It was a question asked over twitter. And it got everyone to think. Is the Philippines, conservative or liberal? Are we somewhere in between?
Then @nerveending tweeted,
It still doesn’t answer whether or not Philippines is liberal or conservative. @tonyocruz tweeted,
To which I agreed. The words social justice is spelled throughout the 1987 Constitution.
To add a little context, when one goes to PCSO, I’ve heard that you go through a stringent process to be identified. At one point (and I’ve never been able to verify this), you are video taped why you need help. I think this is largely for documentary purposes, but it also adds color to the dimension in a society where you have such things as PCSO dole outs, and Wowowee.
It seems poor people are really treated less than animals, whether we mean to or not, but our national welfare policy, doesn’t mean to uplift the poor. Not at all.
Beth’s point comes from the fact she sees as Social Democracies as coming from people’s rights. To which she replied,
“#huntahan methinks we don’t fit as in Liberal/Conservative. Our politics: feudal succession, colonial framework, imperialist context.” and he added, “then again colonial systems not properly framed into the indigenous creates a cycle of dependency and can lead institutions to failure.”
Marocharim added, “our transplanted political system assumes western values: homogeniety, similarity, binary oppositions. #huntahan we don’t have a politics of conservatism or liberalism as much as we do self-preservationism, warlordism, and quasi-feudalism”
Looking back it at all, we tend to forget that being politically liberal, doesn’t mean we are economically liberal. Politically conservative doesn’t mean we are economically conservative either. And we muddle at the terms.
Economically, on paper, the nation is supposedly free market. We have the laws to prove it. Bocchi years ago pointed out that while we have a free market, it is still a protected market.
And then you have things like MRT/LRT Subsidies, welfare, though it isn’t called, welfare, PCSO, SSS, GSIS, PhilHealth, Pag-ibig and so on tend to lean on social democratic and populist policies. Populist policies also tend when contracts for businesses like Toll Highways are not followed.
Then there is the whole institution that people in power can give dole outs on funerals, birthdays, and people in power are required to do so, which leads to the whole feudalism in the nation. You get the warlords, the gambling lords, and even politicians who have to give out money for hospitalization, for just about every emergency. And you get why our political parties are more dynastic, and why our Congress looks more like a House of Lords than a House of Commons.
Is the nation as a whole, politically liberal? It isn’t classically liberal. We don’t just believe in limited government. Hasn’t the presidency been so often described as an elected monarchy?
Looking at our constitution, on paper we believe in a bill of rights. And yet at the same time, culturally, the nation believes less in rehabilitating criminals, and more on jailing them. We treat humans less than than humans. We really don’t believe in innocent until proven otherwise. Our jails are littered with juveniles who should not be with hardened criminals for example.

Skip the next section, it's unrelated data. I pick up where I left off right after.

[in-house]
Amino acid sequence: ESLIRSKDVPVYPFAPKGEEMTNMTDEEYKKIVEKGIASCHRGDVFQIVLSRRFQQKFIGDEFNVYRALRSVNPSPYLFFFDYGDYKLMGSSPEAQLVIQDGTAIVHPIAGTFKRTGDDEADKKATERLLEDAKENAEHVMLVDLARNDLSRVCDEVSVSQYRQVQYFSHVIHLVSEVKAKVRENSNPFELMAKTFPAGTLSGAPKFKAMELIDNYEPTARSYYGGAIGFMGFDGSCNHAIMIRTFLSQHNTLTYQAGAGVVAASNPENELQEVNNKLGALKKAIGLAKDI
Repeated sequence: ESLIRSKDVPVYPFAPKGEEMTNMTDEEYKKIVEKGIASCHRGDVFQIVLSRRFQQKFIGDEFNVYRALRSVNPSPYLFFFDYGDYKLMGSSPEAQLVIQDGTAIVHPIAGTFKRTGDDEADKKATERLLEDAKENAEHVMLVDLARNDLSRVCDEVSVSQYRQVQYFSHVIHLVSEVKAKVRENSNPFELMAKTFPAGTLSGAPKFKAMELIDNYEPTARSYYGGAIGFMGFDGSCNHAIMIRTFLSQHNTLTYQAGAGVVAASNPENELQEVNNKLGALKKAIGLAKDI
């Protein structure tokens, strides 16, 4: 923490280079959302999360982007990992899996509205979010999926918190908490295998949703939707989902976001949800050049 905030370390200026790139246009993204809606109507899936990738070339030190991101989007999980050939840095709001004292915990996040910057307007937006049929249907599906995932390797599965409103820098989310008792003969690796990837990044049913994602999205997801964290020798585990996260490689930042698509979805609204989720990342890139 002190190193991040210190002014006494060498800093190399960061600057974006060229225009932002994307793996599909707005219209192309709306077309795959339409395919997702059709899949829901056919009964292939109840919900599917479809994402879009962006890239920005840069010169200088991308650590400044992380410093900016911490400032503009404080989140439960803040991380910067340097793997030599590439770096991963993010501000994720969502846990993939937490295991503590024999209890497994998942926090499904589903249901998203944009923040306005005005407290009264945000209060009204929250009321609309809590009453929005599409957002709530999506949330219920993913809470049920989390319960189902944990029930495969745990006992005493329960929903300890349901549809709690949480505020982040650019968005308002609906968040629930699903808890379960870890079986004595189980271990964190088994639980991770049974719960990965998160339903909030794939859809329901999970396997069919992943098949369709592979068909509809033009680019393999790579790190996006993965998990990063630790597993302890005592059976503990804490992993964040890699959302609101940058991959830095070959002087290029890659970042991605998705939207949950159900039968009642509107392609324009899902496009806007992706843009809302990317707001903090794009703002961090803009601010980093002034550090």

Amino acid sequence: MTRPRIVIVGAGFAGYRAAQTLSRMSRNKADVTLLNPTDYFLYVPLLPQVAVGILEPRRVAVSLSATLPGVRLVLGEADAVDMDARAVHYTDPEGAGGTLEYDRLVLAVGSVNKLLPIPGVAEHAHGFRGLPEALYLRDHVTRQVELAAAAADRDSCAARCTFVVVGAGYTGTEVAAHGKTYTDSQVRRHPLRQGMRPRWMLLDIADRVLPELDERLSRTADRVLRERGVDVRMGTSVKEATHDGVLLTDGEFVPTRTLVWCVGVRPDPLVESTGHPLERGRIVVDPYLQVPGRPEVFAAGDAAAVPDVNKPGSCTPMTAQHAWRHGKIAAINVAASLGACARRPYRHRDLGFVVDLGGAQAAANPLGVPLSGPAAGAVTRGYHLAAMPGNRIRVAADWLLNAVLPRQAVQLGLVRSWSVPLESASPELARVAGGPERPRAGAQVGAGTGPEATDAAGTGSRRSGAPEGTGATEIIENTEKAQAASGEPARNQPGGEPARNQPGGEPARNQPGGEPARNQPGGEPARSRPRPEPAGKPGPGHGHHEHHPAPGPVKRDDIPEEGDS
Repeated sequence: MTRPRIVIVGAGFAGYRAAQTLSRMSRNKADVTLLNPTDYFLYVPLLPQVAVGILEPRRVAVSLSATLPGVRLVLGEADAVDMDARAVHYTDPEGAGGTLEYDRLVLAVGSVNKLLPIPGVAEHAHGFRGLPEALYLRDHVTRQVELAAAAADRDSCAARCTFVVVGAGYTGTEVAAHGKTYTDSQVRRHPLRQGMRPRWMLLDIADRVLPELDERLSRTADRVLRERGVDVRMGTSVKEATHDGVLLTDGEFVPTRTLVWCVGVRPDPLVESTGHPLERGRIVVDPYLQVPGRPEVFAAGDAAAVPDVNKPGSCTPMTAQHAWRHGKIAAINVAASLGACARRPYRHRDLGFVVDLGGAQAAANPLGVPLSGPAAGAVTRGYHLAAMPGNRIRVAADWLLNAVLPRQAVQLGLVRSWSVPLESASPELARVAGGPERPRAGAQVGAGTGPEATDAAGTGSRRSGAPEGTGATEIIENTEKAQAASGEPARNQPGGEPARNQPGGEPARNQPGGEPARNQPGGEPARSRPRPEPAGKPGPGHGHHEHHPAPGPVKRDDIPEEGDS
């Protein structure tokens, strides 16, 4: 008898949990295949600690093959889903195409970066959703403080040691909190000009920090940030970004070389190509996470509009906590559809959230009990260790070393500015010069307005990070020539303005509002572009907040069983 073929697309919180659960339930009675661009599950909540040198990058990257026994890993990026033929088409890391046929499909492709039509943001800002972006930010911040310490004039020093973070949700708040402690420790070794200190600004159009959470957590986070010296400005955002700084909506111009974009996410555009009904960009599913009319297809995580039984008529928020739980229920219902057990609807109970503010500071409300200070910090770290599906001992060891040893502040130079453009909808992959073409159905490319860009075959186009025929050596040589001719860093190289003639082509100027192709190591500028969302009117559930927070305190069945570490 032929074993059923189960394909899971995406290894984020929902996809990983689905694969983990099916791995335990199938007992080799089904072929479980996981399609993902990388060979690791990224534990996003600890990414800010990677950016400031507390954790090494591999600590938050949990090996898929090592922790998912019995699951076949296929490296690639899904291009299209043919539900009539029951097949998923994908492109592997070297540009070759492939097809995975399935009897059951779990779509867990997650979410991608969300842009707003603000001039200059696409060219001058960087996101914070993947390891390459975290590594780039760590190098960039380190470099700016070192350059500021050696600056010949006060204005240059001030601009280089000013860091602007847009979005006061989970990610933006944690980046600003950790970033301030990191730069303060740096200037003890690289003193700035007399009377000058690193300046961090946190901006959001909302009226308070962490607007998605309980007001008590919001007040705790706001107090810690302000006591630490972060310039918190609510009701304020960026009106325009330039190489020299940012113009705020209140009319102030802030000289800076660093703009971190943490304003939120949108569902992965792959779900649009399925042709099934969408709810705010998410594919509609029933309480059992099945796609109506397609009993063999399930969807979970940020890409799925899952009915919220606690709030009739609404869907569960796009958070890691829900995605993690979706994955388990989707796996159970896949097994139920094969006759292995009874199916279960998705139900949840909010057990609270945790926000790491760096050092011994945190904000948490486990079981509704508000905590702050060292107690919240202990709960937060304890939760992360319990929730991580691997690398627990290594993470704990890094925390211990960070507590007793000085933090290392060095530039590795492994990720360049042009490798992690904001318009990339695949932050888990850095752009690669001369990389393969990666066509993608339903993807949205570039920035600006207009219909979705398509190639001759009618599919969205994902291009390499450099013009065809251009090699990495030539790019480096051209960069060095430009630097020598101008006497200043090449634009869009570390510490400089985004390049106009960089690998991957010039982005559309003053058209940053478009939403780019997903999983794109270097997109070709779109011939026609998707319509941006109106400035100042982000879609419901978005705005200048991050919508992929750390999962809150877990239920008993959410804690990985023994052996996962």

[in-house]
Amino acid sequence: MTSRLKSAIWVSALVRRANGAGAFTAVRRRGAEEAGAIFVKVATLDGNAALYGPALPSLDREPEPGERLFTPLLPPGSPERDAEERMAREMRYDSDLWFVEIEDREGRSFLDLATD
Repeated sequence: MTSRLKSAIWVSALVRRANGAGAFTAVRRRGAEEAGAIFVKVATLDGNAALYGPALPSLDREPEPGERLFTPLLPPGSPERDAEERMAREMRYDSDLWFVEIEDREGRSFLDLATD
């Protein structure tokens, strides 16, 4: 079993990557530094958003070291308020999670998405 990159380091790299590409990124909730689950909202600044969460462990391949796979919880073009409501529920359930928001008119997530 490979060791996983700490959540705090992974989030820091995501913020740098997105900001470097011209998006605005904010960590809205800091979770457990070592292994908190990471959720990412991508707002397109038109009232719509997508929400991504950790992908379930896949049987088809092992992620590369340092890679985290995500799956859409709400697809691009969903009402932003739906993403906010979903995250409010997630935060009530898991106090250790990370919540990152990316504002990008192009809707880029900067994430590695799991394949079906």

On one hand, it would seem, at least anecdotally, our sexual mores as a people is turning liberal. But perhaps this is in partly due to the “macho,” image or the “man’s man” image of what is thought to be a true, “Filipino male,” and largely due too to women’s liberation. Women today are increasingly assertive, at least in the circles I travel in. Which, leads of course to the battle between Church and RH Bill proponents. The former thinks their political and moral authority is shrinking.
The question was asked “Is the Philippines Conservative and Liberal,” and the fact we are asking it seems to me that we are trying to understand who we are a nation and as a people.
Jester was right in that the government doesn’t know what it is. And if I should extend, our people too don’t know what they are for, except only that they are hungry.
Our people lean towards welfare because the situation is that bad. There is little to no capacity, economically. Hence the demand for the state to provide for everything from Basic Education to Higher Education to Healtcare, to even transportation, and the cost of oil. People say they want a free market in the oil industry, but still expect that the government bring down its price artificially. The framing for demand in public housing, that squatters are entitled to land is another such dimension, and it doesn’t help that our feudal system doles this out to people to keep the status quo.
This isn’t to pass judgement that social democracy is wrong. Neither is it to pass judgement that the Free Market is right. All I am saying, this is what is happening and this is what people expect.
To define our nation with the nomenclature, “conservative,” is a little simplistic. Marck was right that our politics is feudal in succession, colonial in framework, and imperialist in context. It explains our welfare state, and populist policies. It explains all our presidents, and our congress. It explains our political parties. It explains how we treat people. It explains our economics that while on paper it is supposedly a free market, it is in practice, largely protectionist. It is far, far easier to explain then what our Philippines is not. It isn’t liberal. We are a medieval society.